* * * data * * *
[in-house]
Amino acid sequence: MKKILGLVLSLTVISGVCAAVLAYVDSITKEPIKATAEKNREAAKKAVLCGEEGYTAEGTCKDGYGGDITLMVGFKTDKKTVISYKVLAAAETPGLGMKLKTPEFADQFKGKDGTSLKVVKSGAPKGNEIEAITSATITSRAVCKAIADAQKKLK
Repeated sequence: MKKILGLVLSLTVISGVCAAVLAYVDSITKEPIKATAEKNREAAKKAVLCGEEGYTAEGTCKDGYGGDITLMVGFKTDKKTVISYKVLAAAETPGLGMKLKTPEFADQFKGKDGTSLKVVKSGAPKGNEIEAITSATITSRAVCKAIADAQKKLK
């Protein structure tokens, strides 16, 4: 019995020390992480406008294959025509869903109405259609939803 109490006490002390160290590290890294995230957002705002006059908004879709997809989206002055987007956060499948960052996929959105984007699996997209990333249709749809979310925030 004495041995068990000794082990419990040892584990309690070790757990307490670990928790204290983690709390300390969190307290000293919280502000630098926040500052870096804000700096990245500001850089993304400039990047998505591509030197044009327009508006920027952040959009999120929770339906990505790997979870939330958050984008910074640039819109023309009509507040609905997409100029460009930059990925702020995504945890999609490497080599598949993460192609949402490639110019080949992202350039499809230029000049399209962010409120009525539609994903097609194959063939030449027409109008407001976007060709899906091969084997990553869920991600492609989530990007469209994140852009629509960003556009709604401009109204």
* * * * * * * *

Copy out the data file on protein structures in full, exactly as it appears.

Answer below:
[in-house]
Amino acid sequence: MKKILGLVLSLTVISGVCAAVLAYVDSITKEPIKATAEKNREAAKKAVLCGEEGYTAEGTCKDGYGGDITLMVGFKTDKKTVISYKVLAAAETPGLGMKLKTPEFADQFKGKDGTSLKVVKSGAPKGNEIEAITSATITSRAVCKAIADAQKKLK
Repeated sequence: MKKILGLVLSLTVISGVCAAVLAYVDSITKEPIKATAEKNREAAKKAVLCGEEGYTAEGTCKDGYGGDITLMVGFKTDKKTVISYKVLAAAETPGLGMKLKTPEFADQFKGKDGTSLKVVKSGAPKGNEIEAITSATITSRAVCKAIADAQKKLK
């Protein structure tokens, strides 16, 4: 019995020390992480406008294959025509869903109405259609939803 109490006490002390160290590290890294995230957002705002006059908004879709997809989206002055987007956060499948960052996929959105984007699996997209990333249709749809979310925030 004495041995068990000794082990419990040892584990309690070790757990307490670990928790204290983690709390300390969190307290000293919280502000630098926040500052870096804000700096990245500001850089993304400039990047998505591509030197044009327009508006920027952040959009999120929770339906990505790997979870939330958050984008910074640039819109023309009509507040609905997409100029460009930059990925702020995504945890999609490497080599598949993460192609949402490639110019080949992202350039499809230029000049399209962010409120009525539609994903097609194959063939030449027409109008407001976007060709899906091969084997990553869920991600492609989530990007469209994140852009629509960003556009709604401009109204």